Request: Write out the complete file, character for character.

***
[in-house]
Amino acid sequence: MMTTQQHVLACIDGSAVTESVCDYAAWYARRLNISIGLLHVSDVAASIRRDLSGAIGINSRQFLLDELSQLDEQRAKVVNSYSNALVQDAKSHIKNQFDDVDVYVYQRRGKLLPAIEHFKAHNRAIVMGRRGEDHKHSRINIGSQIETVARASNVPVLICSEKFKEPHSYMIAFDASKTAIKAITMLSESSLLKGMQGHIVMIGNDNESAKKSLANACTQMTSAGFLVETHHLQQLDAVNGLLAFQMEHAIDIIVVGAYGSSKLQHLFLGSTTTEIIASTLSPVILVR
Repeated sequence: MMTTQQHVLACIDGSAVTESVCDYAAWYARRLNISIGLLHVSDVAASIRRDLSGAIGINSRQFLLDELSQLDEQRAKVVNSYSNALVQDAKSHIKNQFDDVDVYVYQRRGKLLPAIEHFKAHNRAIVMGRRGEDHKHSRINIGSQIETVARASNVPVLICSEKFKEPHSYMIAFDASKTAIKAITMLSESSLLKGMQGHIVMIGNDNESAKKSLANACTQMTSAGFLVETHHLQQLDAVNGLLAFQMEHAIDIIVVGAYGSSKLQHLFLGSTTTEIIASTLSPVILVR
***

[in-house]
Amino acid sequence: MMTTQQHVLACIDGSAVTESVCDYAAWYARRLNISIGLLHVSDVAASIRRDLSGAIGINSRQFLLDELSQLDEQRAKVVNSYSNALVQDAKSHIKNQFDDVDVYVYQRRGKLLPAIEHFKAHNRAIVMGRRGEDHKHSRINIGSQIETVARASNVPVLICSEKFKEPHSYMIAFDASKTAIKAITMLSESSLLKGMQGHIVMIGNDNESAKKSLANACTQMTSAGFLVETHHLQQLDAVNGLLAFQMEHAIDIIVVGAYGSSKLQHLFLGSTTTEIIASTLSPVILVR
Repeated sequence: MMTTQQHVLACIDGSAVTESVCDYAAWYARRLNISIGLLHVSDVAASIRRDLSGAIGINSRQFLLDELSQLDEQRAKVVNSYSNALVQDAKSHIKNQFDDVDVYVYQRRGKLLPAIEHFKAHNRAIVMGRRGEDHKHSRINIGSQIETVARASNVPVLICSEKFKEPHSYMIAFDASKTAIKAITMLSESSLLKGMQGHIVMIGNDNESAKKSLANACTQMTSAGFLVETHHLQQLDAVNGLLAFQMEHAIDIIVVGAYGSSKLQHLFLGSTTTEIIASTLSPVILVR